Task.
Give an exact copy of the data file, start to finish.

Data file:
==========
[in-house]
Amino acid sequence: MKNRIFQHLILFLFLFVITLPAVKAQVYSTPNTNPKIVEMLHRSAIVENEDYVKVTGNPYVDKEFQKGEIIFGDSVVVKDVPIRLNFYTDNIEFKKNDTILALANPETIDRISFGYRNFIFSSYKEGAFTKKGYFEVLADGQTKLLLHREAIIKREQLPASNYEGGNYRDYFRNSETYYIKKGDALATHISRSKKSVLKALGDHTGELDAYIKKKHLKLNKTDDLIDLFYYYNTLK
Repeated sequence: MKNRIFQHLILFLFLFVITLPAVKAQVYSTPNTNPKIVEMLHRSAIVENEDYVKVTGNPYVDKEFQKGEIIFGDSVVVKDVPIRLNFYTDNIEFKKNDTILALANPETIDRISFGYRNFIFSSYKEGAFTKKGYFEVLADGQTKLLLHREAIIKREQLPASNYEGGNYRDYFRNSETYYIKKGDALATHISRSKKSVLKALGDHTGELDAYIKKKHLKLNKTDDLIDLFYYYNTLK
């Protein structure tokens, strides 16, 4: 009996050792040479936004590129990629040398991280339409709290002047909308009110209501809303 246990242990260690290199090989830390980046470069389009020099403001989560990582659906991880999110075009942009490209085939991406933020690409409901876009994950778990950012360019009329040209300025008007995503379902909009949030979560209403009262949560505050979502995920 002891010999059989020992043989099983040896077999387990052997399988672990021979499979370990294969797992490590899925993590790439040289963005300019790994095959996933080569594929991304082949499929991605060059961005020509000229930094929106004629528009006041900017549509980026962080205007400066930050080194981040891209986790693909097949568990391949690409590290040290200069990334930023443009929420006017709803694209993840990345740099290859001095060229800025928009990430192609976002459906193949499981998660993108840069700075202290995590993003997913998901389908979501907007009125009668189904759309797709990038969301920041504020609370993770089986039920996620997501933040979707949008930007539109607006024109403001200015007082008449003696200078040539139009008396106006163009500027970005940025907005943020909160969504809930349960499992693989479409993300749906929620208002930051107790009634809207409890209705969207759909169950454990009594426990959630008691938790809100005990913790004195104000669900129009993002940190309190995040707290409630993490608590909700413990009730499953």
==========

[in-house]
Amino acid sequence: MKNRIFQHLILFLFLFVITLPAVKAQVYSTPNTNPKIVEMLHRSAIVENEDYVKVTGNPYVDKEFQKGEIIFGDSVVVKDVPIRLNFYTDNIEFKKNDTILALANPETIDRISFGYRNFIFSSYKEGAFTKKGYFEVLADGQTKLLLHREAIIKREQLPASNYEGGNYRDYFRNSETYYIKKGDALATHISRSKKSVLKALGDHTGELDAYIKKKHLKLNKTDDLIDLFYYYNTLK
Repeated sequence: MKNRIFQHLILFLFLFVITLPAVKAQVYSTPNTNPKIVEMLHRSAIVENEDYVKVTGNPYVDKEFQKGEIIFGDSVVVKDVPIRLNFYTDNIEFKKNDTILALANPETIDRISFGYRNFIFSSYKEGAFTKKGYFEVLADGQTKLLLHREAIIKREQLPASNYEGGNYRDYFRNSETYYIKKGDALATHISRSKKSVLKALGDHTGELDAYIKKKHLKLNKTDDLIDLFYYYNTLK
């Protein structure tokens, strides 16, 4: 009996050792040479936004590129990629040398991280339409709290002047909308009110209501809303 246990242990260690290199090989830390980046470069389009020099403001989560990582659906991880999110075009942009490209085939991406933020690409409901876009994950778990950012360019009329040209300025008007995503379902909009949030979560209403009262949560505050979502995920 002891010999059989020992043989099983040896077999387990052997399988672990021979499979370990294969797992490590899925993590790439040289963005300019790994095959996933080569594929991304082949499929991605060059961005020509000229930094929106004629528009006041900017549509980026962080205007400066930050080194981040891209986790693909097949568990391949690409590290040290200069990334930023443009929420006017709803694209993840990345740099290859001095060229800025928009990430192609976002459906193949499981998660993108840069700075202290995590993003997913998901389908979501907007009125009668189904759309797709990038969301920041504020609370993770089986039920996620997501933040979707949008930007539109607006024109403001200015007082008449003696200078040539139009008396106006163009500027970005940025907005943020909160969504809930349960499992693989479409993300749906929620208002930051107790009634809207409890209705969207759909169950454990009594426990959630008691938790809100005990913790004195104000669900129009993002940190309190995040707290409630993490608590909700413990009730499953």